The Parting of the Sea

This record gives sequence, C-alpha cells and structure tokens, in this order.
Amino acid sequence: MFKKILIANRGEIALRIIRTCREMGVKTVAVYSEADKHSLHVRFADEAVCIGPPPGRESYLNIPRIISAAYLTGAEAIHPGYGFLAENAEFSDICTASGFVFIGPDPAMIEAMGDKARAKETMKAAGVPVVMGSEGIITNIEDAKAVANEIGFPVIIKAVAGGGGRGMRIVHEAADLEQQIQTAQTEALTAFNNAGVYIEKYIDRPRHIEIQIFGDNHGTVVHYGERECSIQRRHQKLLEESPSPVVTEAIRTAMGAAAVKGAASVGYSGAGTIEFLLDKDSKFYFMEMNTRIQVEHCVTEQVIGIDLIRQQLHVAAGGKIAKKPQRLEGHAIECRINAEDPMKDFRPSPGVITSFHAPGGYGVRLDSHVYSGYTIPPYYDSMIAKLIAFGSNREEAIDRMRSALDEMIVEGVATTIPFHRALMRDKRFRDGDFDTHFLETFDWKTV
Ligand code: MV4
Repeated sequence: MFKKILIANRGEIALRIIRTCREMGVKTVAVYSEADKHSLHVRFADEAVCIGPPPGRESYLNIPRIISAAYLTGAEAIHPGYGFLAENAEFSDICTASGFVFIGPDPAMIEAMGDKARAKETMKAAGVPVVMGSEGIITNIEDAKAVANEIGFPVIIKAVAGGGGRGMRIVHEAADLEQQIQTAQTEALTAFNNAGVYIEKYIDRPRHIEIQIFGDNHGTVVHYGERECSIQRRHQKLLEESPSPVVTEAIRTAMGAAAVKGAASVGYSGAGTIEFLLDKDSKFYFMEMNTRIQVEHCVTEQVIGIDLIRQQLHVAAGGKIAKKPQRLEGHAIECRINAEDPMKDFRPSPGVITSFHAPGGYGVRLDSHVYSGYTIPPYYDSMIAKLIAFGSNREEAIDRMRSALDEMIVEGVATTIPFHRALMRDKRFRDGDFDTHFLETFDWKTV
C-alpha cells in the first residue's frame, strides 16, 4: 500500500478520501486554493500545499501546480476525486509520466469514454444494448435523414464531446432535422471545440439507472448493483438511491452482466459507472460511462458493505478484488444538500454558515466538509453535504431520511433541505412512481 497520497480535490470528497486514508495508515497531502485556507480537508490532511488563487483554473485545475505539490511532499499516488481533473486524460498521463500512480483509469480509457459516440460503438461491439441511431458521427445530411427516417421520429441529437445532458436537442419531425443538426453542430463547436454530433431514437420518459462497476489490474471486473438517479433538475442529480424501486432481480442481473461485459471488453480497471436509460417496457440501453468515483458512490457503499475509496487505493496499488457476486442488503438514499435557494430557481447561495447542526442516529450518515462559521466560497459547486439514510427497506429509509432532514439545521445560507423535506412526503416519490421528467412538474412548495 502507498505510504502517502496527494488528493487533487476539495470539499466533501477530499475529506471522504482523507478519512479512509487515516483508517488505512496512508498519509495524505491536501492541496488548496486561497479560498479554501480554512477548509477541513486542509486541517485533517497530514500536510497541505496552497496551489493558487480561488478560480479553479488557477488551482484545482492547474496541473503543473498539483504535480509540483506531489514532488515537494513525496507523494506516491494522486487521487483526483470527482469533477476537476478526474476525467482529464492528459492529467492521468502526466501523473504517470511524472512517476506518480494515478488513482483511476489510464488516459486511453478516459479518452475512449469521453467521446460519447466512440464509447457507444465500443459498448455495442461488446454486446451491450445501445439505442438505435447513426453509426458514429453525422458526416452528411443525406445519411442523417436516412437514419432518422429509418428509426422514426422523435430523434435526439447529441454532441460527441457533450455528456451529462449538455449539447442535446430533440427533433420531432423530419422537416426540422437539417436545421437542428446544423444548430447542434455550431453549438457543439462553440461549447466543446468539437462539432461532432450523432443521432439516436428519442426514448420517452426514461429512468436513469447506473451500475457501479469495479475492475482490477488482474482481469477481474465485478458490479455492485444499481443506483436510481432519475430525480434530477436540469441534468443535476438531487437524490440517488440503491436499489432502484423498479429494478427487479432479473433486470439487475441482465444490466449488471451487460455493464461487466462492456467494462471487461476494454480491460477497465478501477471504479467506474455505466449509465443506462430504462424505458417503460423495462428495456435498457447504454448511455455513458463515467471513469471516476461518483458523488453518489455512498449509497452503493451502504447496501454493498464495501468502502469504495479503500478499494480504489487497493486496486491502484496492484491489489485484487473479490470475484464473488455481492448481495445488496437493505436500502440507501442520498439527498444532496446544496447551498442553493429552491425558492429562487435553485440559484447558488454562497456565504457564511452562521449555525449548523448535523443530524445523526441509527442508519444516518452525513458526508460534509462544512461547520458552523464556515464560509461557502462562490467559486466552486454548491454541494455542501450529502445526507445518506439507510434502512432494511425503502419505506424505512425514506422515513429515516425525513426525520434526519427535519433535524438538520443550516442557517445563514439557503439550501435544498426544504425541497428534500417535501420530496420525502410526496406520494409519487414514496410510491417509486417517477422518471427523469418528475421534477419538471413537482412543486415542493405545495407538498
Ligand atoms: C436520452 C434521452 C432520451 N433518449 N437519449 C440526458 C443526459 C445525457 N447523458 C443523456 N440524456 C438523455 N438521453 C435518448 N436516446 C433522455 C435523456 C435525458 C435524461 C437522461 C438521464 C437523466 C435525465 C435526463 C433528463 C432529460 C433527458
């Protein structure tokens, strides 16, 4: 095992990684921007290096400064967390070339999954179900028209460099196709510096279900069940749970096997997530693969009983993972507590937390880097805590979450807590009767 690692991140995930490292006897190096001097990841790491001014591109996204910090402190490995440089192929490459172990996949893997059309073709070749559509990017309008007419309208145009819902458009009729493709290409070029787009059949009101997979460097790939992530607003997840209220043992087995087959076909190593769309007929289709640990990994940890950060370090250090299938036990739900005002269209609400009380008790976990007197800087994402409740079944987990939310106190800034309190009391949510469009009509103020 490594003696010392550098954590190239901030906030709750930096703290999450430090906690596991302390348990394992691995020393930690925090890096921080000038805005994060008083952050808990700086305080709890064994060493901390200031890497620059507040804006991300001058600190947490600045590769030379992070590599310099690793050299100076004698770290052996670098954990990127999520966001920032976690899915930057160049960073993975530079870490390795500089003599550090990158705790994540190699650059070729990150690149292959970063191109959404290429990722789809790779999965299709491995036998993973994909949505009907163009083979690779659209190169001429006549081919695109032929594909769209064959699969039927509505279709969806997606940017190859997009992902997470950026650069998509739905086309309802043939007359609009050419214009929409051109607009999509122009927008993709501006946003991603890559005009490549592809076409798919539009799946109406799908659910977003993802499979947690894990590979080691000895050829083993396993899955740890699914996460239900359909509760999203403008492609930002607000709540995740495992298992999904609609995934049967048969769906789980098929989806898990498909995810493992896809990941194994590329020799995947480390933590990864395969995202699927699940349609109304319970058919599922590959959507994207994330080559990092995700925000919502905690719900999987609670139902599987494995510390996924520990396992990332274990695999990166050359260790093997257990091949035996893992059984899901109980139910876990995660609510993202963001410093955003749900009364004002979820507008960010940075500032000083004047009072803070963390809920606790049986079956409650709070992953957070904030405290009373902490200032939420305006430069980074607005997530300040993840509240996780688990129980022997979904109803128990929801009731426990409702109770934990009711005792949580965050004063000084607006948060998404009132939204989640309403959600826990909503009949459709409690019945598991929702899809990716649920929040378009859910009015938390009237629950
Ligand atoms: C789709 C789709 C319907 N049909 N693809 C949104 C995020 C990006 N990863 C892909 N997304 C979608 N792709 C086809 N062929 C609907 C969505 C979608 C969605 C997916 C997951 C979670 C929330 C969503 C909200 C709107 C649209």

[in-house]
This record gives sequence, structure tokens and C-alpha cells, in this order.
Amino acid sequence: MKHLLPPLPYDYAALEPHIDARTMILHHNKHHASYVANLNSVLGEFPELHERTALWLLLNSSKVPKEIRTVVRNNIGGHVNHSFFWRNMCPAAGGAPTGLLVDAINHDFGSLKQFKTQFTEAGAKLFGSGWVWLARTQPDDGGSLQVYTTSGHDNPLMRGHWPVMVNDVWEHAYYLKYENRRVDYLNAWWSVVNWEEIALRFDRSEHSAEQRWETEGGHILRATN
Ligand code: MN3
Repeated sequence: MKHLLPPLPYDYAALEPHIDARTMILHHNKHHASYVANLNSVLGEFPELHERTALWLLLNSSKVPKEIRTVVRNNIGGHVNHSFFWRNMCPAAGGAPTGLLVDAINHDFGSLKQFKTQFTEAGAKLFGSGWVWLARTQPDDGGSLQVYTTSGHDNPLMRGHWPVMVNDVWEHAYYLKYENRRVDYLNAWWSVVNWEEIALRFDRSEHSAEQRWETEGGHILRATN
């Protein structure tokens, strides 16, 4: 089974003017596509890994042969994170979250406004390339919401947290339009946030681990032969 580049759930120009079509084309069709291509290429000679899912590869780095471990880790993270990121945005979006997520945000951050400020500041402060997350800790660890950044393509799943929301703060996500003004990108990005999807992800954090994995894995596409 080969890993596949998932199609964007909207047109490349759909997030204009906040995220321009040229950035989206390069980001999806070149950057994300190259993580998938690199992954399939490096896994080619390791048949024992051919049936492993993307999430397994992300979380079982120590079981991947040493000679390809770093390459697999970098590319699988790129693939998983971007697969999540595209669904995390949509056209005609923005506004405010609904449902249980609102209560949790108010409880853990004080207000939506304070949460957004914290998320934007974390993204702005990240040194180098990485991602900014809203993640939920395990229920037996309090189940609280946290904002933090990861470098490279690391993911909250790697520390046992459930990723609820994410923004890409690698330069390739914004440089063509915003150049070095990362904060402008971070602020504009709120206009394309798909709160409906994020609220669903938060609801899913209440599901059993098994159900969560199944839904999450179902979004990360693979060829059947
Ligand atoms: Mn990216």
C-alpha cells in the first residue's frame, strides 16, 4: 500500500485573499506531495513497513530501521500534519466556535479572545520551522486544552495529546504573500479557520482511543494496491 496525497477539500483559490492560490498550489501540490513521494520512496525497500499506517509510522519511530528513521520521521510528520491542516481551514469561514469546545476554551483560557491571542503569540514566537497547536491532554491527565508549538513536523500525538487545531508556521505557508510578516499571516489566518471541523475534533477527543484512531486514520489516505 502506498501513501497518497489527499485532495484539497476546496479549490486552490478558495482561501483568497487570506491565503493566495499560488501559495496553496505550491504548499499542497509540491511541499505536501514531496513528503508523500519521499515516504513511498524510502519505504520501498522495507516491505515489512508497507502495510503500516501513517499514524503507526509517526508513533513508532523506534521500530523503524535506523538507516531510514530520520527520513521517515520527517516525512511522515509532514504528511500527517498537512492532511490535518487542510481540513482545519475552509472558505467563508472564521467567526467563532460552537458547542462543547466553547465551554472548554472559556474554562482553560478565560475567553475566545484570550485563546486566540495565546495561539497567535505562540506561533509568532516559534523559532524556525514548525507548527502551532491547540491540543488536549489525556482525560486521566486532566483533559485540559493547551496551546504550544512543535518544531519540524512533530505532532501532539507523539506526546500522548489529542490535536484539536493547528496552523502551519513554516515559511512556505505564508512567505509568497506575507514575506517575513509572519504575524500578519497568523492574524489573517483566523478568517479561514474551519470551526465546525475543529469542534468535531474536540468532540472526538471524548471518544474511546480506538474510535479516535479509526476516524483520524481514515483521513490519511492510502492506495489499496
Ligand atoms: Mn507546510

Today’s post is an excerpt from Chapter Three of my latest book, Moses: In the Footsteps of the Reluctant Prophet. Click here to read last week’s post, which was taken from Chapter Two. About the photos above: (1) Filming the small group video on the crossing of the Reed Sea on location near Ismailia, Egypt. This is one of the small lakes some scholars have proposed was the Sea of Reeds. The Suez Canal now cuts through the eastern side of the lake. (2) Pharaoh Ramses II in his chariot marching into war – from the exterior of the Karnak Temple in Luxor.  (3)  An actual chariot that belonged to King Tutankhamun and was found in his tomb. Depending upon when Moses is dated, Moses was likely a contemporary of King Tut.   Today we pick up Moses’ story after Pharoah has freed the Israelites. Following the plague of the firstborn, Pharaoh released the Israelites, and they departed Pi-Ramesses in the middle of the night. Exodus 13:17-18 notes, When Pharaoh let the people go, God didn’t lead them by way of the land of the Philistines, even though that was the shorter route. God thought, If the people have to fight and face war, they will run back to Egypt. So God led the people by the roundabout way of the Reed Sea desert. In a strange turn of events, God commanded Moses to lead the people to set up camp in front of the Reed Sea. The Reed Sea is the literal reading of the Hebrew that is usually translated as “Red Sea.” To the Israelites, it must have seemed an odd place to camp. To the east was a marshy lake. To the west was Pharaoh’s Egypt. If for any reason Pharaoh should come after them, they would be trapped. But surely, they must have hoped, that would not happen. Pharaoh, hearing that the slaves had camped near the lake and now regretting his decision to let such a massive labor force go free, decided to go after them and to retrieve them as Egypt’s slaves. We read in Exodus 14:6-7, “So he sent for his chariot and took his army with him. He took six hundred elite chariots and all of Egypt’s other chariots with captains on all of them.” It was the elite chariots that made Pharaoh’s army so imposing. These were the latest in military technology. Examples of Pharaoh riding his chariot into battle can be seen in bas reliefs on the sides of many Egyptian temples that were built or expanded by Ramesses II. Amazingly, at the Egyptian Museum in Cairo you can see actual chariots used shortly before the time of the Exodus, which were wonderfully preserved in King Tut’s tomb. Exodus 14:9 notes, “The Egyptians, including all of Pharaoh’s horse-drawn chariots, his cavalry, and his army, chased them and caught up with them as they were camped by the sea.” Up to this point in the story, it had been Pharaoh and his gods with whom God had battled. Now, God was about to display his power against the greatest military power on earth at the time. We know from the battle of Kadesh, in which Ramesses II fought against the Hittites, that Egypt had several thousand chariots in addition to the six hundred elite chariots. The chariots were lighter and more advanced than those of other nations. One modern engineer described them as the Formula One racers of their time. Two horses would draw the chariot, which was piloted by one warrior while another, using Egypt’s advanced composite bows, fired at their enemies from a distance. As the charioteers drew closer, swords and spears were used. It is not difficult to imagine what the mostly unarmed Israelites were feeling as they saw the dust from Pharaoh’s chariots in the distance. The Israelites were terrified and cried out to the Lord. They said to Moses, “Weren’t there enough graves in Egypt that you took us away to die in the desert? What have you done to us by bringing us out of Egypt like this? Didn’t we tell you the same thing in Egypt? ‘Leave us alone! Let us work for the Egyptians!’ It would have been better for us to work for the Egyptians than to die in the desert.” But Moses said to the people, “Don’t be afraid. Stand your ground, and watch the Lord rescue you today. The Egyptians you see today you will never ever see again. The Lord will fight for you. You just keep still.” (Exodus 14:10-14) Nightfall came, and the Egyptians made camp opposite the Israelites. God commanded Moses to lift his staff over the water. That night a strong east wind came blowing across the water toward the Israelites, and when morning came they found the water pushed back by the wind on either side of a path that had been cleared through the middle of the sea. Using the path, the Israelites walked through the water as if on dry land. The Egyptians tried to follow, but their chariots appeared to become stuck in the seabed, slowing them down. When the Israelites arrived on the other side of the sea, God commanded Moses to stretch back his staff over the waters. When he did, the waters returned, covering the Egyptian army and charioteers. The finest army in the land was utterly destroyed. As the Israelites stood watching this scene unfold, they were undoubtedly filled with awe. They had been utterly delivered from Pharaoh and the greatest military power of the day. A rabbi friend describing the Passover Seder noted, “This is our defining story. If you are a Jew, you’ve got to get this. It defines who we are as a people. We were slaves. God saw our suffering. God delivered us and made us his own. This is our story.” When God chose a people with whom he would have a special covenant relationship, he selected a group that was oppressed and enslaved. He delivered them by his “mighty right hand.” There was nothing they could have done to deliver themselves. There’s a word that describes this kind of salvation: grace. It was salvation that the Israelites did nothing to deserve; it was purely an act of God’s kindness, mercy, and love. What does the story mean for Christians? It means that God cares about the nobodies! It means that God will ultimately defeat the arrogant, prideful, and cruel. It means that God sees our suffering, and God will deliver us. It means that we don’t have to remain enslaved to the things that bind us. God can set us free. Today’s post is an excerpt from Chapter Three, “The Exodus,” from my latest book, Moses: In the Footsteps of the Reluctant Prophet. Click here to find more information about all Moses products, including the primary book, a Leader Guide, a Children's Leader Guide, and a Youth Study book.